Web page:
Bacteria living in household dust can spread genes that provide antibiotics countering ability to others, according to a study that may lead to new interventions to tackle drug resistance in microbes. Although most bacteria are harmless, the study, published in the journal PLOS Pathogens, said these genes could potentially spread to disease-causing, pathogenic microbes, making infections more difficult to treat.
"This evidence, in and of itself, doesn't mean that antibiotic resistance is getting worse," said Erica Hartmann, study co-author from Northwestern University in the US.
"It's just one more risk factor. It's one more thing that we need to be careful about," Hartmann added.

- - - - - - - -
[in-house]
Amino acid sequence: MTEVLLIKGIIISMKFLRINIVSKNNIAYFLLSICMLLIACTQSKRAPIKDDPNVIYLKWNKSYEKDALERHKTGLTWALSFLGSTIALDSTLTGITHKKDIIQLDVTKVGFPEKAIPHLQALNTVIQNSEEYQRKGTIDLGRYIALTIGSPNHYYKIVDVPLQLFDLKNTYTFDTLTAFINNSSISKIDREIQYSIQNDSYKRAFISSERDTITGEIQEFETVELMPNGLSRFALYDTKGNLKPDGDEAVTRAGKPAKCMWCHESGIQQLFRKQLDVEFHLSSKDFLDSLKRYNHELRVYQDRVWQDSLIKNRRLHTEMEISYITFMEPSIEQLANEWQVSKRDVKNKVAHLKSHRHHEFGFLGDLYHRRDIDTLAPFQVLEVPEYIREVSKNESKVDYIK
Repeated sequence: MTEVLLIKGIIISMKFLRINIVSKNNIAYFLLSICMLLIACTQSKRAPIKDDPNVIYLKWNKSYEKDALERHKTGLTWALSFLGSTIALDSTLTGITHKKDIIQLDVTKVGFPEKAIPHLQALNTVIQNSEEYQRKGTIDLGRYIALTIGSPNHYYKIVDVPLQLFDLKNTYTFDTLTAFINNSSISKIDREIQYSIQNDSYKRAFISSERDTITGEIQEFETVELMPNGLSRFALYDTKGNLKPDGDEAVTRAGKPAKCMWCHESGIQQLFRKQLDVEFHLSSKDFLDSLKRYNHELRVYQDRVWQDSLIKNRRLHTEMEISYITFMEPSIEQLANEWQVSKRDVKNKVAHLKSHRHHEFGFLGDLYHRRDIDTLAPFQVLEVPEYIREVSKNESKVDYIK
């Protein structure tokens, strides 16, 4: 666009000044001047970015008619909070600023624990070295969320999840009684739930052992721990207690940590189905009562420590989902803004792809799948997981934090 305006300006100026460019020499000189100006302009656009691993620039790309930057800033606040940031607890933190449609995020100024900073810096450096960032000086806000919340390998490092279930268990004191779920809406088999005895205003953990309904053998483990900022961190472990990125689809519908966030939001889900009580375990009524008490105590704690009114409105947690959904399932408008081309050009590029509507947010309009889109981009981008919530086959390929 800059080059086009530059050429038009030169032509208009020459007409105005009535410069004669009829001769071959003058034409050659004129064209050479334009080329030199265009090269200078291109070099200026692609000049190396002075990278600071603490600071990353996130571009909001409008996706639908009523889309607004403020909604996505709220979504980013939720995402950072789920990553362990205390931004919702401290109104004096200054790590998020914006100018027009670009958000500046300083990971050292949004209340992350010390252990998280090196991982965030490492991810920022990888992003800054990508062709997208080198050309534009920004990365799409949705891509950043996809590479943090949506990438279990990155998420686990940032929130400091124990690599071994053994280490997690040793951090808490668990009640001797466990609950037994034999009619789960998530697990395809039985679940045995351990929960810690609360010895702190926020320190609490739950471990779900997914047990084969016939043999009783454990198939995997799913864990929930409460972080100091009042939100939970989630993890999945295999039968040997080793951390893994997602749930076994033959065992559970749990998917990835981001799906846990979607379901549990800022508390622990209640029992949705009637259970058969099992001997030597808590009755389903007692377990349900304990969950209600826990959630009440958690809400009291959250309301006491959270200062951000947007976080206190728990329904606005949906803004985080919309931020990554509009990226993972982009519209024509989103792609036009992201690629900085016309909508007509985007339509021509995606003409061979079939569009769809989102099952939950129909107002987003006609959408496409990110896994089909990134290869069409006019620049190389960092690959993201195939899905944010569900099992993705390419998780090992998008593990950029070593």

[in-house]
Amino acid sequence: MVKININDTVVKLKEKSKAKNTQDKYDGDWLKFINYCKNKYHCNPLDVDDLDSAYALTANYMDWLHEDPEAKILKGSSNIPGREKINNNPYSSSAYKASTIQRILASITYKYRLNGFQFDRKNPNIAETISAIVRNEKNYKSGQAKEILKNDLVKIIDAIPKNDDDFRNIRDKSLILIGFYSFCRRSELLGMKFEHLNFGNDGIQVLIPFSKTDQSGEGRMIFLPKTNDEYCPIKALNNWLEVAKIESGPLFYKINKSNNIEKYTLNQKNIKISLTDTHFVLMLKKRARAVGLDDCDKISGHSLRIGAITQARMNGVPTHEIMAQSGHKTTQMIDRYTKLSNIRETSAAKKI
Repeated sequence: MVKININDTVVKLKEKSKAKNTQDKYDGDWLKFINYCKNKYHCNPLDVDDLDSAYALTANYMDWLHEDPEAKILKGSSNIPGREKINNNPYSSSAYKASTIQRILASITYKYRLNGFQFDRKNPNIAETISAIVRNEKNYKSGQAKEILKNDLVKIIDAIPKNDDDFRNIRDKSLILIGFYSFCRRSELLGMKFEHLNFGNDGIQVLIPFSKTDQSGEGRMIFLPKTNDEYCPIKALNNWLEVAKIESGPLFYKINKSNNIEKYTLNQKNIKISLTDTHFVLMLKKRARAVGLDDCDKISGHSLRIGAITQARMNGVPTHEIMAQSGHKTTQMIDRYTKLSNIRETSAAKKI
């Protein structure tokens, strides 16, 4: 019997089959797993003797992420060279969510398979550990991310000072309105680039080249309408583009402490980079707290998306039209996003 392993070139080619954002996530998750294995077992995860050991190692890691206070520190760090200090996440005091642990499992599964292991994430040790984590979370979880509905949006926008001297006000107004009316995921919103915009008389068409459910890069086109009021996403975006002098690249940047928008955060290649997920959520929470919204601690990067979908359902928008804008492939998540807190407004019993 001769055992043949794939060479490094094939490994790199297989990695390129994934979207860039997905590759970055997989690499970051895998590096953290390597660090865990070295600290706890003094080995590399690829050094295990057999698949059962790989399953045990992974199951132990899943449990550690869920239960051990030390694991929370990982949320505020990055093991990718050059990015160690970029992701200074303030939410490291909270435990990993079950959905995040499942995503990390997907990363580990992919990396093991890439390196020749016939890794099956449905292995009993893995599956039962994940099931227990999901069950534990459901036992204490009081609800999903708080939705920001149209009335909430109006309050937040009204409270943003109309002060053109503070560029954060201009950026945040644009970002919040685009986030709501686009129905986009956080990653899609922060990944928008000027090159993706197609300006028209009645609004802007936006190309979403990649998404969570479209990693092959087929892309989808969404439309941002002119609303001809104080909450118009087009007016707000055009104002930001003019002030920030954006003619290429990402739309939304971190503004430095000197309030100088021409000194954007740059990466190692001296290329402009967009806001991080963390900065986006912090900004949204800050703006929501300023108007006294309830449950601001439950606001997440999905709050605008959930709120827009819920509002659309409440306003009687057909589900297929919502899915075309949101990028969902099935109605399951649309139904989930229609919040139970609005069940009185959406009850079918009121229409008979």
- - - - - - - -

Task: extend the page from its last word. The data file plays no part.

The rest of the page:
According to the study, bacteria can share their genes either by dividing, or via horizontal gene transfer in which a bacterium makes a copy of its genes, and swaps them with a neighbour.
The primary method for spreading antibiotic resistance genes among species, the researchers said, is by horizontal gene transfer.
Bacteria share many different types of genes in this way -- as long as the genes have mobile segments of their genetic material, the molecule deoxyribonucleic acid (DNA), they added.
Hartmann and her team have found for the first time that antibiotic resistance genes in dust microbes have these mobile capabilities.
"We observed living bacteria have transferrable antibiotic resistance genes," Hartmann said.
"People thought this might be the case, but no one had actually shown that microbes in dust contain these transferrable genes," she added.
According to scientists, disease-causing microbes can hitchhike into homes and mingle with existing bacteria. "A nonpathogen can use horizontal gene transfer to give antibiotic resistance genes to a pathogen. Then the pathogen becomes antibiotic-resistant," Hartmann explained.